I am a very visual person. If I want to understand or remember something I have to see it. I have never cared for being read to (at least not since I was a kid) because hearing something means so much less to me than reading something. Also, it takes about a million years longer to listen to a book than to read it yourself.
This summer during our Confederate Car Trip we brought along four Harry Potter books. My friend Connie assured me that these would make all the difference between murdering my children and coexisting with them peacefully for two weeks. So I took them, rolling my eyes, but by the time we hit Waco I had put on the first CD. We listened to them for most of the trip and were a very captive–but very willing–audience. We really loved listening to them. I read the first Harry Potter book when it had barely come out and nobody had the vaguest idea how to pronounce Hermione (but I did, being full of trivial, pointless knowledge as I am.) I enjoyed it but then the books became horrendously popular and I didn’t want to read the rest solely because who wants to wait in line all night to buy a stupid book? I tend to not like things anymore once they’re popular; ditto for the movies. (I did see the very last movie but I had no idea what was happening or why it was a big deal.) The older kids were completely familiar with the entire Harry Potter oeuvre, but the younger ones weren’t.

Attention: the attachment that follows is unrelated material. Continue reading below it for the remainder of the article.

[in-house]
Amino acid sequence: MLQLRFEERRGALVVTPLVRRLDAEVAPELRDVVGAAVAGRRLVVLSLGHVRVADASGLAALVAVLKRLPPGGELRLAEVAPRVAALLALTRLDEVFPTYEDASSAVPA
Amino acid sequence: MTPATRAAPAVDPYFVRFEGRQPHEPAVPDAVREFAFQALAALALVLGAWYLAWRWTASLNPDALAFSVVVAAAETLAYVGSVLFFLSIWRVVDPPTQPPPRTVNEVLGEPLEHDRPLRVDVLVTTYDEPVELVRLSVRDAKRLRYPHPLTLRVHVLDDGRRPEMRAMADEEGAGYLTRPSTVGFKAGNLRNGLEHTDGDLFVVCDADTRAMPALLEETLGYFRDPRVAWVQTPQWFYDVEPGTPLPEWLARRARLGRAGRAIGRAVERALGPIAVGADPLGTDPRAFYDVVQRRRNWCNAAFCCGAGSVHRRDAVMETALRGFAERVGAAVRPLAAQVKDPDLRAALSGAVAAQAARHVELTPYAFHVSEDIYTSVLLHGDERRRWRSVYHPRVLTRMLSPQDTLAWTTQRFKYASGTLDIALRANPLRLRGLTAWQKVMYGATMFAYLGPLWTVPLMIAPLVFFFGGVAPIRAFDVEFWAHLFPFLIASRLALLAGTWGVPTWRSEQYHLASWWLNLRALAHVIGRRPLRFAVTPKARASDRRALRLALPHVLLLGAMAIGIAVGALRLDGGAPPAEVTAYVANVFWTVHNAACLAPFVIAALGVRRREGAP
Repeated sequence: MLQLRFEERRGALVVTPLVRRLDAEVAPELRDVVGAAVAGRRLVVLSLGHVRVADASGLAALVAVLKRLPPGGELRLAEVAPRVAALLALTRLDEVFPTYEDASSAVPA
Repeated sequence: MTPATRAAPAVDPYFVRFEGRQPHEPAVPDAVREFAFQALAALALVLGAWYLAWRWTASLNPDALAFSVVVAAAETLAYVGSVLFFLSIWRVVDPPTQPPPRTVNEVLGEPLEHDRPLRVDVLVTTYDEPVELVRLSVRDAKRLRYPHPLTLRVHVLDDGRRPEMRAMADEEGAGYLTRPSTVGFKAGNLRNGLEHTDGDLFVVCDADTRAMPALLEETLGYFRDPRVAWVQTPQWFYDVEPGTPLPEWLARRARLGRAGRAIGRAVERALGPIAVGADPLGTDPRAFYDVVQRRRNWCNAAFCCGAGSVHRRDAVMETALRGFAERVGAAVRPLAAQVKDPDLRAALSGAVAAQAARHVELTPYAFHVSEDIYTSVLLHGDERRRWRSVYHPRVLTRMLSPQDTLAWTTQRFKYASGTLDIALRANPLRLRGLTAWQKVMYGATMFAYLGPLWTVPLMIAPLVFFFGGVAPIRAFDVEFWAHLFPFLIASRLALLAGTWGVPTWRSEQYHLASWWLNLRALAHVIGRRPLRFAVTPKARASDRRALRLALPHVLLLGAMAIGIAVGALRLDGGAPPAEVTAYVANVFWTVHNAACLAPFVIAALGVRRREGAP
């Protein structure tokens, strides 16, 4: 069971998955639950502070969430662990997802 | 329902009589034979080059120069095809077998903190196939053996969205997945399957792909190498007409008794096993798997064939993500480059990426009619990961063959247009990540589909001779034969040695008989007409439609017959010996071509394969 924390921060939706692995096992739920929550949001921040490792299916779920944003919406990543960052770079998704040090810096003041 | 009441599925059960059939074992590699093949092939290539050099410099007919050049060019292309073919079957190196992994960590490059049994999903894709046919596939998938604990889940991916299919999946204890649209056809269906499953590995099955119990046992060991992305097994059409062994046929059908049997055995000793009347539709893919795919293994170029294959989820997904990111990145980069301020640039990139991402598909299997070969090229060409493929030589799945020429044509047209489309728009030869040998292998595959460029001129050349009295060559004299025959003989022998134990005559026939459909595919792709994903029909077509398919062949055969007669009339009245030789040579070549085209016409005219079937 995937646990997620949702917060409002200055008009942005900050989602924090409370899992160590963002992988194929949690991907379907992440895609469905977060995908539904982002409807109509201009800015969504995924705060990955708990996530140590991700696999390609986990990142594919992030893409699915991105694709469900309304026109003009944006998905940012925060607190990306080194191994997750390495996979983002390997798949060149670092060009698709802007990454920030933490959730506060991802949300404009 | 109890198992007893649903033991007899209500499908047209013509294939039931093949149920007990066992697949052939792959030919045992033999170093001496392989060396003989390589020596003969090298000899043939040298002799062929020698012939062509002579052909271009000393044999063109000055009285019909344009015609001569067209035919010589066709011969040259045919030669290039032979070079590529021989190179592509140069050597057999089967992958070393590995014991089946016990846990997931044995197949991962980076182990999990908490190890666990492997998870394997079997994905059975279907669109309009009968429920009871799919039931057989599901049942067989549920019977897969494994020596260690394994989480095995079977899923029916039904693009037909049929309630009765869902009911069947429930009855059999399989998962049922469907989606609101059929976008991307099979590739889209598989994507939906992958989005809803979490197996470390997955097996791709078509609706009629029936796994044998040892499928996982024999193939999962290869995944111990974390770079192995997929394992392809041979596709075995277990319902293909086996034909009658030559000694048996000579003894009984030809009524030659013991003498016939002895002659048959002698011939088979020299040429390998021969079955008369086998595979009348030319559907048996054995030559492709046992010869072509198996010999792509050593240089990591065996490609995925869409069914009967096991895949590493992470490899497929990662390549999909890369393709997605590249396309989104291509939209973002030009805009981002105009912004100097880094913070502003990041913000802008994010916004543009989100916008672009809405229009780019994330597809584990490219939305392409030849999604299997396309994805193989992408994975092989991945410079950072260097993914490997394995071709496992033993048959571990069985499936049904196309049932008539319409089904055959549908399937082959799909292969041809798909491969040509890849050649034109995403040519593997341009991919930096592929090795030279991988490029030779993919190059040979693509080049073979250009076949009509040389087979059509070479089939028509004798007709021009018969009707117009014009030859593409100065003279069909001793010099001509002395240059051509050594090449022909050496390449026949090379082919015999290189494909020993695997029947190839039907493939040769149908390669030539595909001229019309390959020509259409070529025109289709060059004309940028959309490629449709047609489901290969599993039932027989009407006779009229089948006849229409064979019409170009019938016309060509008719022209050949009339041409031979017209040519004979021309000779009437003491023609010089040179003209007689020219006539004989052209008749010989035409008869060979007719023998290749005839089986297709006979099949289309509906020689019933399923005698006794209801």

Listening to the Harry Potter books was wonderful for me because I was completely new to them. All the kids are at a great age to listen to them and Connie was right; they made the 4000 miles fly by.